Kingston, the protagonist of the novel “The Woman Warrior” struggles to live her life in an American way owing to the cultural identity her mother wants to impose on her by narrating the talk-stories. Kingston (1989) tells “To make my waking life American-normal, I turn on the lights before anything untoward makes an appearance……..Before we can leave our parents, they stuff our heads like the suitcases which they jam-pack with homemade underwear.” (p.87). The cross-generational transmission of cultural identity takes place through the talk-stories. Although Kingston dislikes these talk-stories initially, later in her life she realizes the significance of these talk-stories, as she herself tells a talk-story. She fuses the different cultures and creates a harmonious world of her own.
But the way these texts handle the theme of cross-generational transmission of cultural identity differs from each other in some aspects. In the novel “Bless Me, Ultima”, the cross-generational transmission of cultural identity is presented through the resolving of cultural conflict experienced by Antonio. As Antonio realizes the deeper meaning of various cultures and their place in his life, he begins to develop his own cultural identity which is free from the influence of the culture of his parents. The diverse cultures of his parents are a source of confusion of him, as he is unable to decide about the culture he wants to follow in his life. But Ultima opens a new world to Antonio, where mystical elements influence the lives of human beings. Antonio overcomes his confusion and finds his true cultural identity.
The transmission of cultural identity is depicted in the novel “Ceremony” through the struggle of Tayo to free himself from the bonds of the foreign culture which was corrupting his native culture. Here the conflict of the protagonist is with the alien culture that is influencing the world, in which is struggling to comprehend the native culture. The transmission of cultural identity is presented through the understanding of Tayo in regards to his native culture. The conflicting nature of his native culture and the alien culture is the reason that compels Tayo to seek the aid of Native American stories to connect with his native culture. In the end, Tayo succeeds in finding his cultural identity. The Native American stories, which are part of Tayo’s native culture, provide Tayo with a meaning to his life in the real world.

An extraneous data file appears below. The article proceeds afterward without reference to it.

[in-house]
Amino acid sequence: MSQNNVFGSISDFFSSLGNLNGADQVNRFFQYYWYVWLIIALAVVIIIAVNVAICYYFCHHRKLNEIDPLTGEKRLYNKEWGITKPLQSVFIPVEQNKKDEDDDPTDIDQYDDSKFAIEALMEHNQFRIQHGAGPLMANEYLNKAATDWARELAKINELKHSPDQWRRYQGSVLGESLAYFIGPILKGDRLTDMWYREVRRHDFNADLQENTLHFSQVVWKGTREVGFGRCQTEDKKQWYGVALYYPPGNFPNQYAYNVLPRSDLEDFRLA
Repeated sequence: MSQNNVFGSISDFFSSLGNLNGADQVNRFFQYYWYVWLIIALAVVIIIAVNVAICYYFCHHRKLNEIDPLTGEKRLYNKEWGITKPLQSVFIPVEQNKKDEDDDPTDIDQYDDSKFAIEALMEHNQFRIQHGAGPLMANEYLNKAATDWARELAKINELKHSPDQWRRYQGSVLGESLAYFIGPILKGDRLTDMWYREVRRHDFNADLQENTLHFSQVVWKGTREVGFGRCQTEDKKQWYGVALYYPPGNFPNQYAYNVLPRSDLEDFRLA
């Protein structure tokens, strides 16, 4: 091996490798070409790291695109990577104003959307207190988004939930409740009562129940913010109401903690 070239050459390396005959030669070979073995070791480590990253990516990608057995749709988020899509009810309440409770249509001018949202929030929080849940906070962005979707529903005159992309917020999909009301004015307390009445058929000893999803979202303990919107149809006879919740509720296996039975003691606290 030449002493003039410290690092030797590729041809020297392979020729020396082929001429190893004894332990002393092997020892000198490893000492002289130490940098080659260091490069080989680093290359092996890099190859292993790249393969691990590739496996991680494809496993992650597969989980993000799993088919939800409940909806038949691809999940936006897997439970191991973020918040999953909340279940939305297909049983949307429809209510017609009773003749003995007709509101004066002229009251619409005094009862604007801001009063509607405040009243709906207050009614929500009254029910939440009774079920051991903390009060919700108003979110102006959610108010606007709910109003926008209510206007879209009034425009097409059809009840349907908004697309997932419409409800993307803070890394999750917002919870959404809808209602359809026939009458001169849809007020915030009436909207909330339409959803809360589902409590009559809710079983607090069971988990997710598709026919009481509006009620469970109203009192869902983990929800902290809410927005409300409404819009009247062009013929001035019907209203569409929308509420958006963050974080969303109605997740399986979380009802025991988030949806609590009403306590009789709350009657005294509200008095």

In then novel “The Woman Warrior”, although the transmission of cultural identity takes place, it does not aids in solving the conflicts of Kingston, as she struggles to live by her culture in a country whose culture is far different for her native culture. The talk-stories assist Kingston in understanding the culture of her native place but they also hinder her from creating her own cultural identity in America. Being caught up between her native culture and the culture of the country, in which she is living her life, Kingston is unable to decide which cultural beliefs she wants to follow in her life. It is in the later periods of her life that she succeeds in finding her own cultural identity by incorporating her native culture with the culture of America. Instead of basing her cultural identity just on her native culture or American culture, she takes on a cultural identity which is influenced by both the cultures. Some aspects of cultural identity are transmitted to Kingston by her mother through the medium of talk-stories.
Anaya, Rudolfo. (1990). Bless Me, Ultima: A Novel. Tonatiuh-Quinto Sol Internat.
Kingston, Maxine. (1989) The Woman Warrior: Memoirs of a Girlhood Among Ghosts. Vintage.
Silko, Leslie. (1997). Ceremony. Penguin Books.